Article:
Case Study for the Barack Obama Campaign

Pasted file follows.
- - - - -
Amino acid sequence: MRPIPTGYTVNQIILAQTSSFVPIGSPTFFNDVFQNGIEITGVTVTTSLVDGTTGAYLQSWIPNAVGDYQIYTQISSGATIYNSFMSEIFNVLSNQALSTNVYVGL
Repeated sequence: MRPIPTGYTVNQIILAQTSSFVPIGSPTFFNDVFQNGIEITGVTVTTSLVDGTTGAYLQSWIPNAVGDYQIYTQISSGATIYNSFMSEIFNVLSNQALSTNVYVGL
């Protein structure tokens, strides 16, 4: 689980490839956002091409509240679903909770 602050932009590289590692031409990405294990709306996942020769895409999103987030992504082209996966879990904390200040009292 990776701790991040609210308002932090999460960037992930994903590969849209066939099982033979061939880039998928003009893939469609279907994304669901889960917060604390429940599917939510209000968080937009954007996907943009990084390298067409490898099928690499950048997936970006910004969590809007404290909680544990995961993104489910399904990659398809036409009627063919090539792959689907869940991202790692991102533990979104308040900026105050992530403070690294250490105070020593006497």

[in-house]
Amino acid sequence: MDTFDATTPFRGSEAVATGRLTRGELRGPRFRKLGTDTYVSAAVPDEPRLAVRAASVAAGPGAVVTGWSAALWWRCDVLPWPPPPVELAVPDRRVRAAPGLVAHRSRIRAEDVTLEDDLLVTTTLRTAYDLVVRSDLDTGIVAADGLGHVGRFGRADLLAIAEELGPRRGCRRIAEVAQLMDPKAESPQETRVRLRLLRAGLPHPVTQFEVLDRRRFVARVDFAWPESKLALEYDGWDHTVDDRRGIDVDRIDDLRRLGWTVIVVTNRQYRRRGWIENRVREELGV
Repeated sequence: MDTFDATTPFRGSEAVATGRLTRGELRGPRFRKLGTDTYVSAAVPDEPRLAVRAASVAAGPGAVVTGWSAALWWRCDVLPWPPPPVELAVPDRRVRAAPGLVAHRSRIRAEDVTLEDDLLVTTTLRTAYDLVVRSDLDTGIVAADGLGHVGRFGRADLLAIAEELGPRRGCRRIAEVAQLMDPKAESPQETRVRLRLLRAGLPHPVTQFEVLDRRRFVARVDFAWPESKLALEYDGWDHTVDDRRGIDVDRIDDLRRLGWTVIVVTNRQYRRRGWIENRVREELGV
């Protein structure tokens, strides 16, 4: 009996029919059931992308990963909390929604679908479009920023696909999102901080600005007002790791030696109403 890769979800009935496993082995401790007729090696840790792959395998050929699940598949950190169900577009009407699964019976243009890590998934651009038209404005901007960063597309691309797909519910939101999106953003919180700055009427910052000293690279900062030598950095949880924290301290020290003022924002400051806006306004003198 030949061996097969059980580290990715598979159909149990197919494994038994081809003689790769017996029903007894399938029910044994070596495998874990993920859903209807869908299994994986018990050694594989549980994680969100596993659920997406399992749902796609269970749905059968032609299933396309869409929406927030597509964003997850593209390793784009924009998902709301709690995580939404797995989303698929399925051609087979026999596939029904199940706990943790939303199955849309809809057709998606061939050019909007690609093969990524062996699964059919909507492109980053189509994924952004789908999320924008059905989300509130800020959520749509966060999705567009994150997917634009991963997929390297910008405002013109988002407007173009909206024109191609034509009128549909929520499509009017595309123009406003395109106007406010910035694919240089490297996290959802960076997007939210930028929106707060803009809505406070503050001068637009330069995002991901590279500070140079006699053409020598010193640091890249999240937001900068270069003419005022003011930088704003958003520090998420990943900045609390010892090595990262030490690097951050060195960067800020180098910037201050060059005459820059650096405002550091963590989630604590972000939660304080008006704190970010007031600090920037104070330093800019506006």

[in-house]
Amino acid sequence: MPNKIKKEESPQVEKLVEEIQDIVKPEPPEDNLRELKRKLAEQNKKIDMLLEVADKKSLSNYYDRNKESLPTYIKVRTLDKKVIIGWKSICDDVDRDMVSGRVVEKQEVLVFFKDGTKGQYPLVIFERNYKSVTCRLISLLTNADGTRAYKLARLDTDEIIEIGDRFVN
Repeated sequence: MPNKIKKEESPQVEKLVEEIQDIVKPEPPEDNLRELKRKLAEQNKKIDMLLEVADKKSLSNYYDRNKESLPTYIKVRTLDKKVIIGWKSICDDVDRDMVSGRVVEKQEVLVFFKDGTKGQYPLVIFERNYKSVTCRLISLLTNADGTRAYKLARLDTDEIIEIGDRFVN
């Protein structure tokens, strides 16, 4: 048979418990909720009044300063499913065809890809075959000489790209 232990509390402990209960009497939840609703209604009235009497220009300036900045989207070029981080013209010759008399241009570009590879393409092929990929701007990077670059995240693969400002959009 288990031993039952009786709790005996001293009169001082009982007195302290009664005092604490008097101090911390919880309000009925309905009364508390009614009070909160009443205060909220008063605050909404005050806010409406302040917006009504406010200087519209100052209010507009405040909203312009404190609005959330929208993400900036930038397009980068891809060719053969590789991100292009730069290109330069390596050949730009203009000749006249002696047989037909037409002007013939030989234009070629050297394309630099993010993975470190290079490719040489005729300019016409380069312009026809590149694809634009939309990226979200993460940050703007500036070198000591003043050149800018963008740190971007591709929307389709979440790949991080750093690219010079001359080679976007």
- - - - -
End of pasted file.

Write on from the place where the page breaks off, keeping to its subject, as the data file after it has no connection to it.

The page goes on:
The Barack Obama Campaign case shows how the Internet, especially social media can leverage its power to reach and encourage publics engage with communication and activities of the organization fast and cost-effectively. In the period of 2008 presidential election, Obama and his official team Obama for America (OAF for short) ran a web-based grassroots campaign and used social media as a tool to interact with supports timely, and enhance Obama’s reputation and impact. The social networking site my.BarackObama.com (MyBo for short) was designed to mobilize and organize volunteers and offered a platform for supports to plan events and interact with each other both online and in real world. MyBo users can directly engage with Obama’s messages and pass them along to their friends. In terms of the campaign’s leadership, because all users in MyBo might be representable, MyBo can function as a semiofficial site to response questions from reports and the public, get feedbacks from supports, and mobilize and organize volunteers. The goal of the campaign was simply but clear: let Barack Obama be elected as the president. And the key objectives of MyBo were to attract more eligible voters and raise funds. Therefore, OFA took advantage of the online community –MyBo where supporters could build their blogs, organize local events, create fundraising sites, connect with official staff and offer their feedbacks directly. The salient point OFA created was to choose the appropriate medium to reach the audiences and manage the relationship with them. The demographics of social media users tended to fall in line more closely with those of Democratic voters in 2008 presidential election (see Exhibit for 2008 presidential Election Voter Demographics, from Exit Polls). Social media had a high penetration among the younger generation while young adults aged 18 to 29 had a significant impact during the presidential election, according to the...
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